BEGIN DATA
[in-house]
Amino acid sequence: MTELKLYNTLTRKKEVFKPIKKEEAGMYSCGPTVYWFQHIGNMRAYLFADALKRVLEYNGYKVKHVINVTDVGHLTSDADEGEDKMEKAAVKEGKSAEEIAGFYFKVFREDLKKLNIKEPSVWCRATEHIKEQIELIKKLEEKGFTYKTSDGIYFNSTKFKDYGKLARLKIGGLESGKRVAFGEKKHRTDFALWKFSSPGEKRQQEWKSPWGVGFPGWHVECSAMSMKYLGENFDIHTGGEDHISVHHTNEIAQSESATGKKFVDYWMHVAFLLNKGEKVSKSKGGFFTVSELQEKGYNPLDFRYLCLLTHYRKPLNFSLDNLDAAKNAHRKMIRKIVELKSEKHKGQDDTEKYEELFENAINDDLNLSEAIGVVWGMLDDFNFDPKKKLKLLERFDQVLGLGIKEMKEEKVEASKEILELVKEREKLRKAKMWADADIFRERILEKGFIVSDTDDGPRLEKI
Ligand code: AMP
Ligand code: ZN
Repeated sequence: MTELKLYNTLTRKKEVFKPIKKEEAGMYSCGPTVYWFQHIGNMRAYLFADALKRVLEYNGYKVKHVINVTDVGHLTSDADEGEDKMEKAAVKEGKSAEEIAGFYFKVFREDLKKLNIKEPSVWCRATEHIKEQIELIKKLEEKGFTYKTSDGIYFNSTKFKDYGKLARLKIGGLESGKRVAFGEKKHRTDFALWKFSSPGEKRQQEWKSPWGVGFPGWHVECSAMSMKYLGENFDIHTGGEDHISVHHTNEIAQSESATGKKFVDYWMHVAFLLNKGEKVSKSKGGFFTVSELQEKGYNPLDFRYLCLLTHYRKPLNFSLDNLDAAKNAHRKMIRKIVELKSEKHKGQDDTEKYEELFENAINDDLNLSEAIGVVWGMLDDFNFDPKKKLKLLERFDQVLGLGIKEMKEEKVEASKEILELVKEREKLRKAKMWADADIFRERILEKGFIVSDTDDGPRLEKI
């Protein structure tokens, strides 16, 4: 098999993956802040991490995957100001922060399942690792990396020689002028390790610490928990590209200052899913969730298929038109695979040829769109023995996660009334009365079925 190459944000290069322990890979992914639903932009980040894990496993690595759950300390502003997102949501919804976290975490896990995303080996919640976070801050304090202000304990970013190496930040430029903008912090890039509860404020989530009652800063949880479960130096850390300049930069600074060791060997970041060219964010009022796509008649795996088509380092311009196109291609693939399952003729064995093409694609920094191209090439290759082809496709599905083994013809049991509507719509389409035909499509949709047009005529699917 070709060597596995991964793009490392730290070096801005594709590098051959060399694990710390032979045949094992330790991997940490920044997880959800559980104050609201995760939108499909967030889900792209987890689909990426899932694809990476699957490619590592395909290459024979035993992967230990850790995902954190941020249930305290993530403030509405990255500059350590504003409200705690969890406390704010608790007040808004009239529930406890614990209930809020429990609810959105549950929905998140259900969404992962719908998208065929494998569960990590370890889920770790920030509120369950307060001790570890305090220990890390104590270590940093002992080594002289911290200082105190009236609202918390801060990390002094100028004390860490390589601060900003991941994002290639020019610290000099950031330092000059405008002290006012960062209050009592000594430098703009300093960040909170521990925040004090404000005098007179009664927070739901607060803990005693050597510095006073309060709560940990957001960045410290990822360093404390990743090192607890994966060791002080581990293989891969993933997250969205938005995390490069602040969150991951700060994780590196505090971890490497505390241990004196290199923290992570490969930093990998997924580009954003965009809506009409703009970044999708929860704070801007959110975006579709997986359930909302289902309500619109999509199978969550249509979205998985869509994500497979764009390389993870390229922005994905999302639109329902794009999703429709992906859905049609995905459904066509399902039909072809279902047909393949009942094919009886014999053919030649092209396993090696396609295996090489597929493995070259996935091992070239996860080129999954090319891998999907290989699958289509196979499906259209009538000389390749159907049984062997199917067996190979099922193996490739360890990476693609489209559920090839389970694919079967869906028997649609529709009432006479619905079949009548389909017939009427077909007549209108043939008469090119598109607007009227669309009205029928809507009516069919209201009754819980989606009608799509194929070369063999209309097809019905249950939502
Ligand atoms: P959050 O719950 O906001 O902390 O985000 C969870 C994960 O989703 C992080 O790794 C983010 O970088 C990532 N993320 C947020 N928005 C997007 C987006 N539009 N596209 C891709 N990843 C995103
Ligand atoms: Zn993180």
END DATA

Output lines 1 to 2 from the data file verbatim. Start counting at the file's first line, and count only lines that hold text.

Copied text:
[in-house]
Amino acid sequence: MTELKLYNTLTRKKEVFKPIKKEEAGMYSCGPTVYWFQHIGNMRAYLFADALKRVLEYNGYKVKHVINVTDVGHLTSDADEGEDKMEKAAVKEGKSAEEIAGFYFKVFREDLKKLNIKEPSVWCRATEHIKEQIELIKKLEEKGFTYKTSDGIYFNSTKFKDYGKLARLKIGGLESGKRVAFGEKKHRTDFALWKFSSPGEKRQQEWKSPWGVGFPGWHVECSAMSMKYLGENFDIHTGGEDHISVHHTNEIAQSESATGKKFVDYWMHVAFLLNKGEKVSKSKGGFFTVSELQEKGYNPLDFRYLCLLTHYRKPLNFSLDNLDAAKNAHRKMIRKIVELKSEKHKGQDDTEKYEELFENAINDDLNLSEAIGVVWGMLDDFNFDPKKKLKLLERFDQVLGLGIKEMKEEKVEASKEILELVKEREKLRKAKMWADADIFRERILEKGFIVSDTDDGPRLEKI